Choosing to disclose, or share, a history of childhood sexual abuse (CSA) is a completely individual decision. While some forms of treatment or healing may involve disclosing the trauma to move forward, this may not be the most beneficial option depending on each survivor’s personality or history. Some individuals may want to share what has happened to them, while others may never choose to tell anyone for the rest of their life. Sometimes, the decision not to disclose a history of abuse may be due to a previous attempt to disclose that did not go as planned. For example, some survivors may have tried to tell someone when they were a child or when they were experiencing the abuse and may have been ignored or not believed. This may cause feelings of fear or a lack of desire to try to open up again.
Many survivors will never disclose the abuse
It has been estimated that nearly 20% of all survivors of childhood sexual abuse will never disclose the abuse, and roughly 60% will not disclose the abuse until at least five years after the first incident.1 Whatever the reason may be for not disclosing an abuse, each individual’s story is their own to tell. However, much they want to share is completely up to them, as well as when, or if, they disclose this information to their friends, family, or partners.
Although this decision and situation can be handled a variety of ways, there are a few things to consider that may help an individual make the decision to disclose a history of abuse, and ideas to make the process as positive and healthy as it can be. These include, but are not limited to:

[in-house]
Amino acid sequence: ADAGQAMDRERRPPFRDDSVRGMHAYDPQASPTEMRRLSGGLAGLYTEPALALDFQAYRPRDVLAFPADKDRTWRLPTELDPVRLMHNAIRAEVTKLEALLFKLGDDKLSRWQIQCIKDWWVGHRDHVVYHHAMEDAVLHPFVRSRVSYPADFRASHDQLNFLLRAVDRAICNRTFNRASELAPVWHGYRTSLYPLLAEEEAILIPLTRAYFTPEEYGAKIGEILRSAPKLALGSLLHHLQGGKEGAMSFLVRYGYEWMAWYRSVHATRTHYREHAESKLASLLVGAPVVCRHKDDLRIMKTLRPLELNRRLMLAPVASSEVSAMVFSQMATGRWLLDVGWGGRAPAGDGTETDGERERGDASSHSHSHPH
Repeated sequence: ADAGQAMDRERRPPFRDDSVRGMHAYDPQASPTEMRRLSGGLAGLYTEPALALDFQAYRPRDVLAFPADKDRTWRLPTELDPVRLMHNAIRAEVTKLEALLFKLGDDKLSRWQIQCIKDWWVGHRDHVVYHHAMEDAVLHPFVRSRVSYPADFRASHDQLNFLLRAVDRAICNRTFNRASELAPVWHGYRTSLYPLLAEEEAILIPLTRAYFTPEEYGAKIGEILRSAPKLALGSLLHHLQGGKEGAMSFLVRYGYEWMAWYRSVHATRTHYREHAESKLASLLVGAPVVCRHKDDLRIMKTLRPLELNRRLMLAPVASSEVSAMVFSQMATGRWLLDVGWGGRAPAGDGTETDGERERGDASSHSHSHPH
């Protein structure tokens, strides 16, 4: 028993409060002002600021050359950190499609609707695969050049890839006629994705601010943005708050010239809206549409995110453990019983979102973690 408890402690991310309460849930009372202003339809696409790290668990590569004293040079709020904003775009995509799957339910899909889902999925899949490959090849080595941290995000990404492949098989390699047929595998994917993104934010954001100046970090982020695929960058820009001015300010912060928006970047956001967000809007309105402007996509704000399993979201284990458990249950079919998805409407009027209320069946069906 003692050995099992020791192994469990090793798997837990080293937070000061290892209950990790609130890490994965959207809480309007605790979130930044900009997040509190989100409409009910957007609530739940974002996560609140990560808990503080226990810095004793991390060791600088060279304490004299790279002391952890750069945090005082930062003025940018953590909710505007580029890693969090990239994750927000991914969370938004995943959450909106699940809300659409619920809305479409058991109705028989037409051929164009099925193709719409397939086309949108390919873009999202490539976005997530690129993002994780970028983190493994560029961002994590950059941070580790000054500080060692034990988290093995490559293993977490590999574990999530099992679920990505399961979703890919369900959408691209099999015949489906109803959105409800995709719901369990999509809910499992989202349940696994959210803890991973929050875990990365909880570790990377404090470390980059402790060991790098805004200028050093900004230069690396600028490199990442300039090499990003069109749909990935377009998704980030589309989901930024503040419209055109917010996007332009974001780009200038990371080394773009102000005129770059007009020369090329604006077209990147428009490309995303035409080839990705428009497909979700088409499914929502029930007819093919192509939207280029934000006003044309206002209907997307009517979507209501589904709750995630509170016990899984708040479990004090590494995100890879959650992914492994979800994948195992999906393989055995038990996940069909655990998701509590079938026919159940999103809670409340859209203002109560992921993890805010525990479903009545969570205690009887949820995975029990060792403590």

- Determining your level of trust with the person you are looking to talk to and considering how supportive they are of you.
- Determining what you hope to gain from disclosing your history. Are you looking for support? Are you looking for relief? Consider if the person you’re disclosing to can help you achieve these goals.
- Consider disclosing only when you are in a safe environment without many distractions, and when everyone involved is in a sound state of mind (for example, only when everyone involved is sober).
- Considering if the other person has had a history of abuse or trauma, and how it may affect the way they receive your story.
- Give your partner, friend, or family member space to process what you are telling them. Although the story you tell is yours to share, and you are in control of the conversation, your loved one may need time to process and best choose their words or actions to support you.
- Tell the individual you’re disclosing to what you need from them. If you want them to help you seek treatment, tell them that. If you’re just looking for someone to listen and not ask questions, tell them that as well.
- If there is someone else who knows about your history that you trust and who supports you, consider telling them that you’re planning to disclose to someone else. This way, if anything goes unexpectedly, you have a source of support ready if you need. Even if there’s no one else who knows what you’ve been through, just letting a trusted individual know that there’s something important going on in your life and that you may need a no-questions-asked friend in the near future may be helpful.2